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Avatar Book One: Star Trek Deep Space Nine (Anglais) Poche – 4 juin 2001

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S.D. Perry is a top genre author who has written for Resident Evil, Aliens, Xena and Timecop as well as Star Trek. Her DS9: Avatar spearheaded the new, post-television series of Deep Space Nine books from Pocket.

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Couverture | Copyright | Extrait | Quatrième de couverture
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Commentaires client les plus utiles sur (beta) 37 commentaires
16 internautes sur 17 ont trouvé ce commentaire utile 
DS9 begins 8th season in novel form 3 août 2001
Par Andreas Amsterdam - Publié sur
Format: Poche
In May 2001, Pocket Books published Avatar, a Star Trek: Deep Space Nine novel, in two volumes. It's written by S.D. Perry, who has previously contributed two stories to The Lives of Dax and has written the novelizations of Timecop and Virus. Under the name Stella Howard, Ms. Perry has written an original novel based on the series Xena: Warrior Princess.
Avatar begins three months after DS9's finale, "What You Leave Behind," and focuses on Colonel Kira's command of the station. A surprise attack by what's left of the Dominion kills hundreds of Starfleet and Bajoran militia officers as well as civilians. As well, an ancient Bajoran text is discovered that incites religious controversy among the populace - one of its prophecies is that the birth of the son of the Emissary (Kasidy Yates' unborn child) will require the death of 10,000. What that actually means will be revealed at the end of the second volume, but several of the more conservative elements of Bajoran religious hierarchy have their own interpretation of it.
We meet again a former Enterprise officer who becomes the station's new chief of security, and are introduced to three new characters - Commander Tiris Jast, a Bolian senior officer who commands the Defiant; Shar, the reticent Andorian science officer; and Elias Vaughn, a longtime Starfleet officer at a crossroads in his life.
I found both volumes of the novel hard to put down. In the post-TOS era, Deep Space Nine has always been my favorite and I'm glad to see the "8th season" begin with a well-considered blend of action, characterization and thought-provoking issues of religion, culture and society. Pocket Books is taking up the threads of themes begun in Star Trek: The Next Generation and Star Trek: Deep Space Nine quite effectively and I look forward to further adventures in this series.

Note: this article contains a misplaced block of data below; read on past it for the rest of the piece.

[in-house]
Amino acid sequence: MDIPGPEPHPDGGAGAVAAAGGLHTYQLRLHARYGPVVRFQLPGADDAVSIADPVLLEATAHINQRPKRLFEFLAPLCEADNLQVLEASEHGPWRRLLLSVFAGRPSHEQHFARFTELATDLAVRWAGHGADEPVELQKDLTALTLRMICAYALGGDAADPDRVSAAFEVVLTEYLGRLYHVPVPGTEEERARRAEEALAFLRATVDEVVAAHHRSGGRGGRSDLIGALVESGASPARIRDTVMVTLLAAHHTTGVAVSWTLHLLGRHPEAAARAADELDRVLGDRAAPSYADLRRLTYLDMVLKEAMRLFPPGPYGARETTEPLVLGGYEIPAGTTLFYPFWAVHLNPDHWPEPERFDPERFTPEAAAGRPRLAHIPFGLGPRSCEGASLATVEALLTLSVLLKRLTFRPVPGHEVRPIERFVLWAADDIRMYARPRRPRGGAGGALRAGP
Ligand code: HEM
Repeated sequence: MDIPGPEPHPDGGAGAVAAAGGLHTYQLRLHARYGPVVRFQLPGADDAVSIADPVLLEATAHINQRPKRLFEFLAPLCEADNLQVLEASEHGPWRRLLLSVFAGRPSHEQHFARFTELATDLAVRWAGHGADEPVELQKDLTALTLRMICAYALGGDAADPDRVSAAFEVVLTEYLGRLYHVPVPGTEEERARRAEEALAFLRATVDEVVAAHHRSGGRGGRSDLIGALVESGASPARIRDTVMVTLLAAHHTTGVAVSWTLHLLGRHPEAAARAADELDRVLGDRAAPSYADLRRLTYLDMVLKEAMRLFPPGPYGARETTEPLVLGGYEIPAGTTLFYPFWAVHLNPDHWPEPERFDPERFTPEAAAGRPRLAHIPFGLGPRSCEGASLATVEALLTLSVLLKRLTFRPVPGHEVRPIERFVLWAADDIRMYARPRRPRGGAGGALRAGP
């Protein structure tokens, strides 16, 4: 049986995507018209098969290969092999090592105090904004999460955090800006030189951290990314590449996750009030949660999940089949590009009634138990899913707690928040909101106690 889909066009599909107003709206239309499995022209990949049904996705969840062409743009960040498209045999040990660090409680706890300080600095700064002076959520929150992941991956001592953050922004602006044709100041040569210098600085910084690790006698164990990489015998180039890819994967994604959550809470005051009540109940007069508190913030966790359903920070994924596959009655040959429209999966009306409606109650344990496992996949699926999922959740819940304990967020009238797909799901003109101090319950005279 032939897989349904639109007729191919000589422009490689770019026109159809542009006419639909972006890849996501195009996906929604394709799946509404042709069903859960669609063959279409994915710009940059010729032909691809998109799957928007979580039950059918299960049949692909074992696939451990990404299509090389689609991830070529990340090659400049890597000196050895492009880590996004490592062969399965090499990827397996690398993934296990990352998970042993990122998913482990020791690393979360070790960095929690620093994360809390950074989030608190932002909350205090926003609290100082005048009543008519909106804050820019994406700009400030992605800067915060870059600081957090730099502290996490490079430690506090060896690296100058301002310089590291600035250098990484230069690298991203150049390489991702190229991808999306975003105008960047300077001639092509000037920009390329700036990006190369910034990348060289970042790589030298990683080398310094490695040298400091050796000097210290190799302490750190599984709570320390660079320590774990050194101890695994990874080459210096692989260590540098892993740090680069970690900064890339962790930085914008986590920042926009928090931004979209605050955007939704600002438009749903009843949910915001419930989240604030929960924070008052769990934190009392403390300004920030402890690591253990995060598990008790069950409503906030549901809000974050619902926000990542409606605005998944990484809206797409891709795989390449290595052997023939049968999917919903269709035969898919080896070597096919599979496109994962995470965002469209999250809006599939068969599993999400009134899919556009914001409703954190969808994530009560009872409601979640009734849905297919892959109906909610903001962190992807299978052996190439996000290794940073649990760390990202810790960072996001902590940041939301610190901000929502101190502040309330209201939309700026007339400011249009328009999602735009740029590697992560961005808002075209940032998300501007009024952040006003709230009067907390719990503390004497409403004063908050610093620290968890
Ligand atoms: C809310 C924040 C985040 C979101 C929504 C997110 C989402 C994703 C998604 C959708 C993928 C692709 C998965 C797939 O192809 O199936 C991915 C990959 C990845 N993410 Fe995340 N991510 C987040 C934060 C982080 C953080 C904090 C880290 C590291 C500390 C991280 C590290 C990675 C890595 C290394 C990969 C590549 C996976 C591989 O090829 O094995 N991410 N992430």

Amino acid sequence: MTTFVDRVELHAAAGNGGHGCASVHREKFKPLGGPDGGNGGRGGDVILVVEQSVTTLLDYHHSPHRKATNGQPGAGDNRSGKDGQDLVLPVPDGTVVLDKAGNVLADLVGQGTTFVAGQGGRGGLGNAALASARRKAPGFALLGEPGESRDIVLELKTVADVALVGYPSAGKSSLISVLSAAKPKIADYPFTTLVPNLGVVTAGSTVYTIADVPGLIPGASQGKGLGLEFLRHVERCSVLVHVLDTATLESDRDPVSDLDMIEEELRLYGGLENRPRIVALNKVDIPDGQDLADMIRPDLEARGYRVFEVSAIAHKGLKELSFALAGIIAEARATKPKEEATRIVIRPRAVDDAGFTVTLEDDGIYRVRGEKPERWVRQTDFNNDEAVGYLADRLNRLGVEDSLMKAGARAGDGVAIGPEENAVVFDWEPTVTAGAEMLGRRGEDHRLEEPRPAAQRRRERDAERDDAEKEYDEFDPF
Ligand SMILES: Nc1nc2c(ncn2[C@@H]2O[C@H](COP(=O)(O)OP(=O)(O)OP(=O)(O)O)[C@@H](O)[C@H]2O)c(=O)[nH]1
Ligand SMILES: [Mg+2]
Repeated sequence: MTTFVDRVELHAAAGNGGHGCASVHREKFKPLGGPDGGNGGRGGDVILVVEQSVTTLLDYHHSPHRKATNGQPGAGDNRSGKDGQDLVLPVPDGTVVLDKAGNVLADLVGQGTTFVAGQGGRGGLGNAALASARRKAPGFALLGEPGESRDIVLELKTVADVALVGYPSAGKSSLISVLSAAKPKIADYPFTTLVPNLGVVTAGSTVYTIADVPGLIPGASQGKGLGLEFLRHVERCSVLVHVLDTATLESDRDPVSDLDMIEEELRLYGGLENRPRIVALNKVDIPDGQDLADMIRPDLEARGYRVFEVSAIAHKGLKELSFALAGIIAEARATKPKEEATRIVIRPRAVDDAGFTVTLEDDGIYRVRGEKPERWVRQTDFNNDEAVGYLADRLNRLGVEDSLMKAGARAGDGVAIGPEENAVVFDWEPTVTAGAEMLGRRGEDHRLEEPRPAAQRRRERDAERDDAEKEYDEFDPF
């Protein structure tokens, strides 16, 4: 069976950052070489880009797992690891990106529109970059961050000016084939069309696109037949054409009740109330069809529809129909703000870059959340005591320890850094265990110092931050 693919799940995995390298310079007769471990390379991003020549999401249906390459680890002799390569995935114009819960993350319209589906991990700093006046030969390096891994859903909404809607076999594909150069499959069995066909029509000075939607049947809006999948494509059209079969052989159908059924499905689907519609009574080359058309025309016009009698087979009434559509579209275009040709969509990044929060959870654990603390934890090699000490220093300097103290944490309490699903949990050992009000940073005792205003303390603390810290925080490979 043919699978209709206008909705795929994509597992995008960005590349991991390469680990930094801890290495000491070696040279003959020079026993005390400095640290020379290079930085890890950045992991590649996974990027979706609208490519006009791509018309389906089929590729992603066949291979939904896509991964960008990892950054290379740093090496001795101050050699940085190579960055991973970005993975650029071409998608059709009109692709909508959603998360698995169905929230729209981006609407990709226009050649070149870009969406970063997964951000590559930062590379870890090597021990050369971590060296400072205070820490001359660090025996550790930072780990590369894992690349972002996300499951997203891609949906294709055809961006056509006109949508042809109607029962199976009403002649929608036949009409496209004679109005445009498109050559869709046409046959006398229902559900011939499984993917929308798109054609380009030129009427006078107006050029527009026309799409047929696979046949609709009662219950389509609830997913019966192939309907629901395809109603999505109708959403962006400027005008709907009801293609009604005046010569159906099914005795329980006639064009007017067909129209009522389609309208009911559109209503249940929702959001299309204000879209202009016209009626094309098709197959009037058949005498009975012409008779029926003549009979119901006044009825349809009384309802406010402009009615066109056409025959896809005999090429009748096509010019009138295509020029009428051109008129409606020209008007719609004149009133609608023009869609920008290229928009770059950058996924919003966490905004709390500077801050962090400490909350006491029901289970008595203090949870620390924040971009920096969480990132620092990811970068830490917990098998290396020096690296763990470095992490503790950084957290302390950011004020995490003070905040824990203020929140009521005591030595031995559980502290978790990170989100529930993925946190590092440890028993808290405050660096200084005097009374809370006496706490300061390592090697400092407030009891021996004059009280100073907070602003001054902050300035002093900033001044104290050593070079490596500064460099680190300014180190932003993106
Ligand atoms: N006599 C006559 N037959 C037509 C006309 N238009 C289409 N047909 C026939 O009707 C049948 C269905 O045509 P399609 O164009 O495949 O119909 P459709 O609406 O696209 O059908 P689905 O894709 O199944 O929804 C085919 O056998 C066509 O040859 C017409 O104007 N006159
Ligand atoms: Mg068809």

12 internautes sur 14 ont trouvé ce commentaire utile 
Star Trek DS-9 Avatar 3 septembre 2001
Par Joe Zika - Publié sur
Format: Poche
A book that is a combination of DS-9 and STNG. We have Colonel Kira Nerys holding down the fort at DS9 after the Dominion War. A Jem'Hadar ship cripples the space station and power is at a minimum after the jetison of part of the core power unit.
We get to read about Kira's thoughts and the others characters are fleshed out in this book. A good sign to the reader. Now, we get to feel the characters as the go about thinking, instead of just the doing.
The peace that was is fragile and is threatened. We have Kassidy Yeates pregnant with Capt. Benjamin Sisko's child, the Avatar, hence the name of the books.
Capt. Jean-Luc Picard makes an interesting discovery... yes but it wouldn't be fair to disclose it here... please read it and enjoy why this discovery will effect the Deep Space 9 and those of the Alpha Quadrant.
A good book for reading and getting character development. Also, this is where we get to know Kira Nerys better.
There is a great chornology of events that happen in linear time at the beginning of the book. Great to keep everyone in perspective perspicaciousness.
Read and enjoy this book as it will be refered to in future writings in this genre.
6 internautes sur 7 ont trouvé ce commentaire utile 
Necessary for DS9 Relaunch. Really a Buildup for Book 2. 27 janvier 2004
Par The Professor - Publié sur
Format: Poche
I found that much of this book was a buildup for Book 2. Not that that's a bad thing, but it was what I deem a "necessary introduction" for the DS9 Relaunch. The characterization is good, but not as complete or rounded as in the Reeves-Stevenses' Millenium trilogy (a must read!).
The book starts with a recap of important events from pre-DS9 (ie Occupation of Bajor, Orbs) to the finale where Odo, Worf (and Martok), Garak, O'Brien, Rom AND Sisko have all left DS9. I must say at first I wondered how a show (book, whatever) could proceed with a) Kira in charge; b) only Ezri, Bashir, Kira, Jake and Nog and Quark (who is spot on perfect btw) left from the original cast (oh and Yates). But surprisingly it works very well. The main reason for this is the introduction of some new characters. However, I deeply missed the interplays with Worf and especially Garak. And without O'Brien, Bashir is demeaned to the position of the relationship character with Ezri...
The best part about the book I found is the solid character development for the new characters, but also Ezri and to some degree Kira (though she's still arrogant).
Andorian Ensign ch'Thane is probably the most refreshing character. To delve into a new race is great fun, and Book 2 offers a lot more intrigue (and I'm assuming the Gamma books).